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Second Opinion: Is It Worth the Woe?. A Special Thank You to: Dr. David M. Yousem, M.D., M.B.A. Professor, Department of Radiology Vice Chairman of Program.

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Presentation on theme: "Second Opinion: Is It Worth the Woe?. A Special Thank You to: Dr. David M. Yousem, M.D., M.B.A. Professor, Department of Radiology Vice Chairman of Program."— Presentation transcript:

1 Second Opinion: Is It Worth the Woe?

2 A Special Thank You to: Dr. David M. Yousem, M.D., M.B.A. Professor, Department of Radiology Vice Chairman of Program Development Director of Neuroradiology Johns Hopkins Hospital for allowing the use of his material/content in this presentation Dr. Yousem’s online lecture series can be viewed at: b7d5-9c63-487e-aaf1-77a86f83b011 Dr. Yousem’s project was funded through an RSNA Educational Grant

3 The Breakdown Background Risks vs. Benefits Starting Out Potential Pitfalls Future and Follow-up

4 Background As medical imaging becomes more readily accessible by innovations such as PACS and teleradiology, there is often the expectation of the second-opinion consultation by patients and referring physicians –Increasing sub-specialization of radiologists may also add to this as a general community radiologist may not have the same resources as a trained sub-specialist This has several implications for radiologists and their patients –Though shown to improve patient safety, it has also been show to affect radiologist productivity –What are the costs vs. benefits?

5 Risks vs. Benefits Concerns: –Medicolegal implications –Lack of reimbursement associated with coding issues –Productivity effect –Technique used by outside institutions Benefits: –Patient safety and satisfaction –Collegial contacts –Potential for reimbursement –Already in widespread practice

6 Concerns: Medicolegal Issues Ethical and Legal Responsibilities –If something was previously missed, what is the correct and ethical way to report it? –Retrospective lawsuits? Precedent of litigation based on a second opinion exists in other specialties » Films are available for several years at the minimum » Easy transfer of information

7 Concerns: Lack of Reimbursement / Coding Issues Very strict requirements for reimbursement 2 –Written report –Documentation of medical necessity Even stricter given that payer has already paid once for this service –Balanced billing requires patient to fill out beneficiary notice form in advance Coding dilemmas –CPT code 76140 (second opinion consultation) Originally designed for X-rays only –Now, “26” modifier after CPT code for original study (“77” for Medicare) “Professional fee only”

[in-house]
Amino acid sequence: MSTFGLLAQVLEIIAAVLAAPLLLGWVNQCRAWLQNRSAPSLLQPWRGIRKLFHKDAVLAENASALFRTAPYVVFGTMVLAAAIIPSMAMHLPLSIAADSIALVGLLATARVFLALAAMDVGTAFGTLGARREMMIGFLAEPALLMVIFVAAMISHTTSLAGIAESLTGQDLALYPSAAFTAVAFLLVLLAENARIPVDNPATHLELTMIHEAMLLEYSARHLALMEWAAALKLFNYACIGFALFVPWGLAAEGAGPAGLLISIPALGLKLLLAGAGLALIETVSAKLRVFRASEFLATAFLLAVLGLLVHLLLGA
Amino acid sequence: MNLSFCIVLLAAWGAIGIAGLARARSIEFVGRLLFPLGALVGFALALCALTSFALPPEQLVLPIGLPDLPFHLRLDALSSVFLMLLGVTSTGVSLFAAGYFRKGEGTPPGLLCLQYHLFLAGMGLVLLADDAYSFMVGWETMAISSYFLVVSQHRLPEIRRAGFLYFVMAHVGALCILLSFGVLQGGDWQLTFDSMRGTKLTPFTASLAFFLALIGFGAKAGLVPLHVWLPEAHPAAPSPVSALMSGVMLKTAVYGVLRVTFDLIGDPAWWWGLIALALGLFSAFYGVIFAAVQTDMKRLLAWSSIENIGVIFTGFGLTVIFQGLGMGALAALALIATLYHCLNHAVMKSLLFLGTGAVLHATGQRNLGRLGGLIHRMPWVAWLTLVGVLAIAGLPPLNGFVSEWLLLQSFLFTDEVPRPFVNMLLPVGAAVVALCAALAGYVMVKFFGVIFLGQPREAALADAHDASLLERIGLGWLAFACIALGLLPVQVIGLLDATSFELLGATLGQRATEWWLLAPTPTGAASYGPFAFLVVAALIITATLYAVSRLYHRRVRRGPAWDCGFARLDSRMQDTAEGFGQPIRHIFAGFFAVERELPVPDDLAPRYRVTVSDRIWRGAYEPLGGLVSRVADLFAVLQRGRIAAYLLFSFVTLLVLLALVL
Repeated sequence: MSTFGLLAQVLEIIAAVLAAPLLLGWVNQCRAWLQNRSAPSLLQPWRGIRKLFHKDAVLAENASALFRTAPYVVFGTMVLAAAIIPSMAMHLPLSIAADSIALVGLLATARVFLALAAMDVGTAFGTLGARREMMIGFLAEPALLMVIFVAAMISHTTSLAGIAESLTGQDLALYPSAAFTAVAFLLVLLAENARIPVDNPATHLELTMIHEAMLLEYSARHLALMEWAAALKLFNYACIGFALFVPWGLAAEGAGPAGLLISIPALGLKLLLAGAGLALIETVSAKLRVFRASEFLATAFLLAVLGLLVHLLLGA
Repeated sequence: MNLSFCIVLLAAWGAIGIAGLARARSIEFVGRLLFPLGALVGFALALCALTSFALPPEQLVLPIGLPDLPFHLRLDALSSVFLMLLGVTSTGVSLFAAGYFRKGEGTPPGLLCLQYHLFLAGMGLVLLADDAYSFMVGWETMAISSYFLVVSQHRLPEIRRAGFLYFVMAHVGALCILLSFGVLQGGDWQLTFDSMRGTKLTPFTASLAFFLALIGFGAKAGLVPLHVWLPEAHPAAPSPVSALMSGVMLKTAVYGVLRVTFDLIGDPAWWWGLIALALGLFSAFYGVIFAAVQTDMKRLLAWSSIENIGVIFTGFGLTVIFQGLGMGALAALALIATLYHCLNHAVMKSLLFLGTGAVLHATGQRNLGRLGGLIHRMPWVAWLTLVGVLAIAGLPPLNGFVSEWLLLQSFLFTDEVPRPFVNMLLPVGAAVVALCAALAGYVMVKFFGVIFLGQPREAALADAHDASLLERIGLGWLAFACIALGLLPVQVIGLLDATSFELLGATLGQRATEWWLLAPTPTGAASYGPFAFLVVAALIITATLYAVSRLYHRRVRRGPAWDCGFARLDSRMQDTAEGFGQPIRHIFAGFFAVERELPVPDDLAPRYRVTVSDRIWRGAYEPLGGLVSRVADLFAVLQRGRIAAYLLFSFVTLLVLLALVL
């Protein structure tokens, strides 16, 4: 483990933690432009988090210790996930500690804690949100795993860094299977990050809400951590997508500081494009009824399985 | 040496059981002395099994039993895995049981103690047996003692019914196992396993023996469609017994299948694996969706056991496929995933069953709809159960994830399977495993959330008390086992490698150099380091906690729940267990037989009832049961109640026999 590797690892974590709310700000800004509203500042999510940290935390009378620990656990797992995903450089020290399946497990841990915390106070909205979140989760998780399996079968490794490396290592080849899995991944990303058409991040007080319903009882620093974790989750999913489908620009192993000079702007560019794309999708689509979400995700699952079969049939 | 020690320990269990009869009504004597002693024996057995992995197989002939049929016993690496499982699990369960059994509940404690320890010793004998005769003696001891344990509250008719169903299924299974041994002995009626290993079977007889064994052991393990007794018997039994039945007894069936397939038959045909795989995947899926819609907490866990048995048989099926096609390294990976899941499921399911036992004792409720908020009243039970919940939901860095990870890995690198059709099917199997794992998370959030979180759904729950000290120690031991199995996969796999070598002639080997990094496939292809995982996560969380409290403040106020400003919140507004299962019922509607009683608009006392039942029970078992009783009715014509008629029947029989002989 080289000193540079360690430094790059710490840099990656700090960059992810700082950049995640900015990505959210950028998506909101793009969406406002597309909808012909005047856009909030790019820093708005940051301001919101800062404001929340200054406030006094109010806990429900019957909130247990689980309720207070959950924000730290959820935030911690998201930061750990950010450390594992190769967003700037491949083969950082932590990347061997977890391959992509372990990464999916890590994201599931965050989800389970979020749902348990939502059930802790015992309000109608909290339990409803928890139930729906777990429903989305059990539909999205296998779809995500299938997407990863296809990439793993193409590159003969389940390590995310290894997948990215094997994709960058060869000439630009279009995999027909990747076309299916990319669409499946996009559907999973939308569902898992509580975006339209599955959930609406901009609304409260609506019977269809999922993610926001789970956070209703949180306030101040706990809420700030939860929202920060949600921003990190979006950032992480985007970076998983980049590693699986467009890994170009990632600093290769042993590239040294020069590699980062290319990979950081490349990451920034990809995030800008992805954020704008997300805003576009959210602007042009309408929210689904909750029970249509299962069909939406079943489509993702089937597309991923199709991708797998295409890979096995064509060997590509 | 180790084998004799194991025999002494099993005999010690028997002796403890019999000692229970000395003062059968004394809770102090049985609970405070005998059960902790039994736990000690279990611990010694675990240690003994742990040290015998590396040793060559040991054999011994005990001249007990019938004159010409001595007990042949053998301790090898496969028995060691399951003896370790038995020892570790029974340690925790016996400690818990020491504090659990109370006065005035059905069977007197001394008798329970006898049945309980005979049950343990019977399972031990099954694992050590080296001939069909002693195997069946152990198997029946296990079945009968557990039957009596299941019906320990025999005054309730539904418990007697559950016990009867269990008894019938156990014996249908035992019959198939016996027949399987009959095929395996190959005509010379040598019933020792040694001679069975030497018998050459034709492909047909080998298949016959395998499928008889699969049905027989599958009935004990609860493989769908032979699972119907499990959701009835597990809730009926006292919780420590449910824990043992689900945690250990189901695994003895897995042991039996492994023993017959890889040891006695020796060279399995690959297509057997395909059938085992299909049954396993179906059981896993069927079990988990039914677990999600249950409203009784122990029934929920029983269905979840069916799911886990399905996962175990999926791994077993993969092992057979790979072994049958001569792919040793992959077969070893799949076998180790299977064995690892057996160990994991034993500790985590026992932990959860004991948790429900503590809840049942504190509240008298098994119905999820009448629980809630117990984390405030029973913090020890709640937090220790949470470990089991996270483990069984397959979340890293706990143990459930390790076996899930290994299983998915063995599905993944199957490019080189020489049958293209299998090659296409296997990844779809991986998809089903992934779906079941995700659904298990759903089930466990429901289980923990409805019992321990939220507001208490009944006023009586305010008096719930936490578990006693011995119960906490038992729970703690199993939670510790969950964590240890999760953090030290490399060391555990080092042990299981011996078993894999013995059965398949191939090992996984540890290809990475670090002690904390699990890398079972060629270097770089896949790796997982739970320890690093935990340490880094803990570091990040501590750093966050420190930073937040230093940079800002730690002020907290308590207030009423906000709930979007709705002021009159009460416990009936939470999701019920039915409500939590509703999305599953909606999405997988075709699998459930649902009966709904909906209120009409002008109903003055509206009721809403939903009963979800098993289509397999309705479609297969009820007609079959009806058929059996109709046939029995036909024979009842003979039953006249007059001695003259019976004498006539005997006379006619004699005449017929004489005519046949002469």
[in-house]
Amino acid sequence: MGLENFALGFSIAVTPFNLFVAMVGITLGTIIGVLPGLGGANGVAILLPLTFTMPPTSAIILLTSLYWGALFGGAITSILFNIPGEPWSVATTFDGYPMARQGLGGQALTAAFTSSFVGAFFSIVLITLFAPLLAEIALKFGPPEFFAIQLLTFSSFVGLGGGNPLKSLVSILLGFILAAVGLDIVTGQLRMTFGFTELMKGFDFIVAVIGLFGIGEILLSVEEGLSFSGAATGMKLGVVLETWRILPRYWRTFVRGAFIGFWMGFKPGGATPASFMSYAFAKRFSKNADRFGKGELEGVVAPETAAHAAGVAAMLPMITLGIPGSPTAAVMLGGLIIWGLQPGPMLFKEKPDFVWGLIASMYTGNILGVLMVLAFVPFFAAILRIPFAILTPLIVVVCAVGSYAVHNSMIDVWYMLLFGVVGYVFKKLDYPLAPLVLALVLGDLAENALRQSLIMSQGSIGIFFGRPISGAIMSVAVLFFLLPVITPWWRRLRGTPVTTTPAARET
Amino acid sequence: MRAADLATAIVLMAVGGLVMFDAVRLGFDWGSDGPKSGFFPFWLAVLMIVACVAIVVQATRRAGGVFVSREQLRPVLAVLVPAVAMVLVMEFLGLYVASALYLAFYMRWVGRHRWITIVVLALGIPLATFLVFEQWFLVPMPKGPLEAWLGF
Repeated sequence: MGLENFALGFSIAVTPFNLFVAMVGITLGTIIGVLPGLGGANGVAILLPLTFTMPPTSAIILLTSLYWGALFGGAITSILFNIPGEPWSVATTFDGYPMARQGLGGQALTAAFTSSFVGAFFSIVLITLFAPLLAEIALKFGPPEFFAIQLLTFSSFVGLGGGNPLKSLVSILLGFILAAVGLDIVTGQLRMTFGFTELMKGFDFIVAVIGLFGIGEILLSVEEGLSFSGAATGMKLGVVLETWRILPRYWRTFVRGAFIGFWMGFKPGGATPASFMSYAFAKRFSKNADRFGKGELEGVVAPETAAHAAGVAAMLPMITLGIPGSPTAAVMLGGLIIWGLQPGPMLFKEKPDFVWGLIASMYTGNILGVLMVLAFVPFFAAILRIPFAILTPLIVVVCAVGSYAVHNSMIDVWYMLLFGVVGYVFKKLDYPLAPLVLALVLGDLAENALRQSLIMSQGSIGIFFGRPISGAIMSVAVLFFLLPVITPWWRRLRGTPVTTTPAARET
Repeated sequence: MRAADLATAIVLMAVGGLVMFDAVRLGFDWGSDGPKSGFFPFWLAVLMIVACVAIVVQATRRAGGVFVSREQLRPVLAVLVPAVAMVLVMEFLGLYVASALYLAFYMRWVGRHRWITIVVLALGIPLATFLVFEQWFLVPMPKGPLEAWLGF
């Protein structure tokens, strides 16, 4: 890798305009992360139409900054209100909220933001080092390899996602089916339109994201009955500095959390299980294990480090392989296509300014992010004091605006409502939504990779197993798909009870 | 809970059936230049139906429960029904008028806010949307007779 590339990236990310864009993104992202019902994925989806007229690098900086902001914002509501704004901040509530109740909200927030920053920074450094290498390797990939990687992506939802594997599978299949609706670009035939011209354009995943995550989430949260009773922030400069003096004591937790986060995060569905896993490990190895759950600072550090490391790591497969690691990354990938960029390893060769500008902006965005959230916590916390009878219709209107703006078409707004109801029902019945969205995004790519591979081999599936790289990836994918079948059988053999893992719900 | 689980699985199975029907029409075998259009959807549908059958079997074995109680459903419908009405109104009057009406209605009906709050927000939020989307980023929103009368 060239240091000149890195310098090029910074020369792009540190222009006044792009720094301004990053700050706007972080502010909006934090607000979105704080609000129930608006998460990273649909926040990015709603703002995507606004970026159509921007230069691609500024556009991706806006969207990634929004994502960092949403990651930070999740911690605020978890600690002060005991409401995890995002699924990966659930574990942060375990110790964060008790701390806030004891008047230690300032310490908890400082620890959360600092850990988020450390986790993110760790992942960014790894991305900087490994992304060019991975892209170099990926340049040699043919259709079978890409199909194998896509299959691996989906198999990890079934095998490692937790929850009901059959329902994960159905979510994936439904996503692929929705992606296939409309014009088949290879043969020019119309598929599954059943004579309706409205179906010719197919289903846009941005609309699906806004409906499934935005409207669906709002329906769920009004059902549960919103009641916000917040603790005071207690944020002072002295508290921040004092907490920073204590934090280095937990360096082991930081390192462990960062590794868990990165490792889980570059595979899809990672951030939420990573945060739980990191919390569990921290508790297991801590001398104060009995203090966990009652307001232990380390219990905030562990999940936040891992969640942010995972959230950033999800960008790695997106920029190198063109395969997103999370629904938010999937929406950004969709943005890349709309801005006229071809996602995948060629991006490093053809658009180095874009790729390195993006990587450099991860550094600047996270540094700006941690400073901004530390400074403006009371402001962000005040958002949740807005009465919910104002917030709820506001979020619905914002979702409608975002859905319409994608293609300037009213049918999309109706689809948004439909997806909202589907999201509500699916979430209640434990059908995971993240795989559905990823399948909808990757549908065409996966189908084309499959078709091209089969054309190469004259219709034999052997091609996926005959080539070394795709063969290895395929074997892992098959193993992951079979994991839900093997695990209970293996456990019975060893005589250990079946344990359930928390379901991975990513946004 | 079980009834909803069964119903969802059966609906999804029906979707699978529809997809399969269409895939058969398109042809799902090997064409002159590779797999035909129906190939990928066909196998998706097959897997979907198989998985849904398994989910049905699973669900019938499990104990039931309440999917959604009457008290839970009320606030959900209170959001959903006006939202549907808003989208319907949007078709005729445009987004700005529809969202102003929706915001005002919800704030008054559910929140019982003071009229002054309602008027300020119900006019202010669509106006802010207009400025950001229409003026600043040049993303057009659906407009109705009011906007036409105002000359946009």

8 Concerns: Productivity Effects One large study at a tertiary care center demonstrated an 18% increase in the daily workload 3 –78% of the exams were cross-sectional –Mean of 18 studies were reinterpreted per day –Approximately 20% of the workday was spent reviewing these exams Majority of this work is not compensated Unmeasured impact –Delay in interpreting primary studies –Disturbance of daily workflow (dictations, consultations, etc) –Educational value to residents/fellows

9 Superiority-of-Search Several previous studies examine the way that radiologists review images 1 –Search (film reviewed de novo and significance evaluated) vs Nonsearch (findings previously identified and significance evaluated) –Search protocols found to be superior Nonsearch protocols with higher false positive rates in large review of CXRs –Second-opinion consultations often fall under “nonsearch” Have previous report available Does this affect the associated legal risk?

10 Concerns: Technique Differences Often unsure of exact technique used –How much contrast? –How much radiation? Is the second opinion consultant also responsible for radiation safety issues though exam was not at the primary site? Too many or too few - which is worse? –MR sequences / CT reformations Lack of prior exams which may have been available to primary interpreting physician

11 Benefits: Patient Safety John’s Hopkins neuroradiology department demonstrated significant discrepancies between original and second-opinion interpretations 4 –7.6% of studies had differences which affected patient care, diagnosis, and/or management (1/13 cases) –Control internal error rate was 1.4% –For neuroradiology, seemed most often to be head & neck cases –Often had overcalled congenital variants Rare entities seen less often in private practice vs. academic

12 Benefits: Collegial Contact Become the “face of radiology” –Allows face to face or phone contact with several referring physicians –Value-added service Radiologists as clinicians? –Interdepartmental discussion allows the medical community to view radiologists as clinicians not technicians –Radiologists are often perceived as “obstructionist” Allows radiologist to help facilitate accurate and timely patient care Increased physician dependence on imaging interpretation